Thirdly, there is one song on their second album, “Há Dias Que Não São Dias”, a sultry, flamenco-tinged slow burner about the pain of passion that is utterly gorgeous, and which I haven’t yet heard live.
Next time, I hope. Although, by then, their third album may well be released (around next February, Ana promises) so I may have a whole new set of songs I’m desperate to hear.
Already, I can’t wait.
ps – thanks Ana! She let me know through Facebook they are called pataniscas, and I’ve managed to find a recipe here!
I’ve been a fan of Deolinda ever since their first album came out, and saw them first at Celtic Connections in 2010 when they – or, more especially, Ana Bacalhau’s foghorn voice – absolutely blew me away. They are a lovely band, perfect musicians led by the perfectly charming and cheeky and pretty Bacalhau. Their modern take on fado – irreverent and pop-tinged – is totally refreshing; as Bacalhau points out, they don’t do it straight, of which her impossibly cute hip hop dancing is evidence.
It’s wrong to suggest Bacalhau’s voice is all about power; she is capable of immense range, and I’ve never heard a singer before so capable of delivering a full throated pianissimo; she is also linguistically hugely dexterous, delivering lyrics that are packed tight and fast, such as “Ai Rapaz” or “Cancao ao lado”. She is an astonishing singer, a voice that is rare and quite unique and terrifically engaging. As for the band, Luis Jose Martins and Pedro da Silva Martins on guitar and vocals and Ze Pedro Leitao on (a beautiful) bass are fantastic musicians, and obviously devoted to giving Bacalhau free rein. The result is… well, I have to say it again; perfect. Just perfect.
They sing plenty about falling in love and falling out of love, but always with a wink that suggests they know how ridiculous it all is. In addition, they also have a political edge to them; Bacalhau speaks of the effect “Parva Que Sou” has on audiences in Portugal, telling as it does of a woman’s fight to retain her dignity and sense of purpose in an economic climate that dumps on the poor. And there are so just many songs that put a huge smile on your face – “Mal por Mal” or “Fon Fon Fon” or “Movimento perpetuo associativo” (ignore the title, they’ll have you singing along in no time), as well as ones that are so beautiful, they’ll take your breath away: I almost burst into tears at the loveliness of “Passou por mim” and I doubt you’ll find a more gorgeous song than “Clandestino” anywhere. And as for “Um contra o outro” – it has one of the catchiest choruses ever. Really. Ever.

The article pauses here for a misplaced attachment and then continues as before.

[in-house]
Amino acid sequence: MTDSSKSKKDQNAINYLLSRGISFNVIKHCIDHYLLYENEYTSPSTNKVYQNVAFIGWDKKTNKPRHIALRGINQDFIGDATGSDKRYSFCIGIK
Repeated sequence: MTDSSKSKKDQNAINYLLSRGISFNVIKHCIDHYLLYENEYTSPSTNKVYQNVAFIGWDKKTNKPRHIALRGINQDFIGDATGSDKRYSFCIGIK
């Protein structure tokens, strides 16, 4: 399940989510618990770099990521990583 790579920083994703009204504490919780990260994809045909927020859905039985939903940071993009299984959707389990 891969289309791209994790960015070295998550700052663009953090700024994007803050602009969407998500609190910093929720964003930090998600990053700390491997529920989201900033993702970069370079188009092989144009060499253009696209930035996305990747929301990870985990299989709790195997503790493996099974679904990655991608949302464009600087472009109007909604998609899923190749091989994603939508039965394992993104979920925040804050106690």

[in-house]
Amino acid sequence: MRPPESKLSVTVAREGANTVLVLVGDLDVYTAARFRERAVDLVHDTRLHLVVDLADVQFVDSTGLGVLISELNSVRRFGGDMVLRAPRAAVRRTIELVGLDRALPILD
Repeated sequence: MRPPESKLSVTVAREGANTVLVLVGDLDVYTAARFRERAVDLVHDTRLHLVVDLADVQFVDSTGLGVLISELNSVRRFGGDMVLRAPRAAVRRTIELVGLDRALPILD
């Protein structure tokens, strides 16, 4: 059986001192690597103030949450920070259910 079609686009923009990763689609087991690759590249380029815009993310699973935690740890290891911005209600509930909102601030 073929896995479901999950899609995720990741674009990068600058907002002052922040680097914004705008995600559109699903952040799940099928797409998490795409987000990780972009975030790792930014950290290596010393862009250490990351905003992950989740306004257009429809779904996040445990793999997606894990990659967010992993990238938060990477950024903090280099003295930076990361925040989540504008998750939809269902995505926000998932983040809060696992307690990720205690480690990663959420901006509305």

There are a few bands I would have on my “favorites” list – Tindersticks, The National – but Deolinda make me feel the sun on my back and the warmth in my soul, and for that reason, I might just love them more than any other band I know.
This doesn’t quite get gig of the year so far, but not because of them; Band on the Wall is a fine little venue, but the audience doesn’t generate the warmth of The Civil Wars gig last month, and there are some bad mannered folk who think Bacalhau moving offstage to allow the band to perform an instrumental is some kind of intermission during which they can chat. Deolinda themselves are joyous; afterwards, Ze Pedro tells me that they are playing WOMAD in July. Just for them, I may put aside my natural aversion to festival toilets and go: I’ve just got a new tent and sleeping bag, so why not?
Even if it pishes with rain, the sun will be out when they start playing.
The end of my hectic Celtic Connections week hits a real high. Deolinda, a young Portuguese foursome, make simply the most joyous and sun-kissed music on the planet today. Their fado concept album (there’s a first), “Cancao ao lado”, was one of the best releases of 2008, and this is their first visit to Scotland. Their website is extraordinarily generous with samples: try it out.
Three fine musicians accompany Ana Bacalhau, who is the most impossibly charismatic young woman I have ever seen. Pretty and with a voice that threatens to blast the front rows away when she opens her lungs, every arch of the eyebrow, every gesture of the hand, every sway of the hips is designed to narrate the stories of the songs. Fado is meant to be a dramatic performance, and Bacalhau is the most dramatic of performers. Her English is impeccable too – apart from her description of one of the characters as a “potato couch”, an error sweet enough to charm the whole hall – and the audience love her retelling of the songs’ narratives, almost every one about young love – and why not? Fado has been enjoying enormous popularity recently, largely due to divas like Mariza, but Deolinda surely represent the future of the form: fun, sassy, playful and musically brilliant. I may have just seen one of the best bands in the world playing one of my concerts of the year. Fantastic.
I’m here to see Deolinda, but it’s nice to see the support is Koshka, Lev Atlas’s latest incarnation of his dizzying klezmer / gypsy / baroque / Russian trio. Atlas, lead viola for the Scottish Opera Orchestra and proprietor of the lovely Cafe Cossachok, is a hero of Glasgow culture, and his work with guitarist Nigel Clark and violinist Oleg Ponomarev is simply wonderful. The conversation between Atlas’s sweet tone and Ponomarev’s more muscular, gritty sound is brilliant, and their set is humorous and incredibly accomplished. No one, but no-one, plays the fiddle like these guys.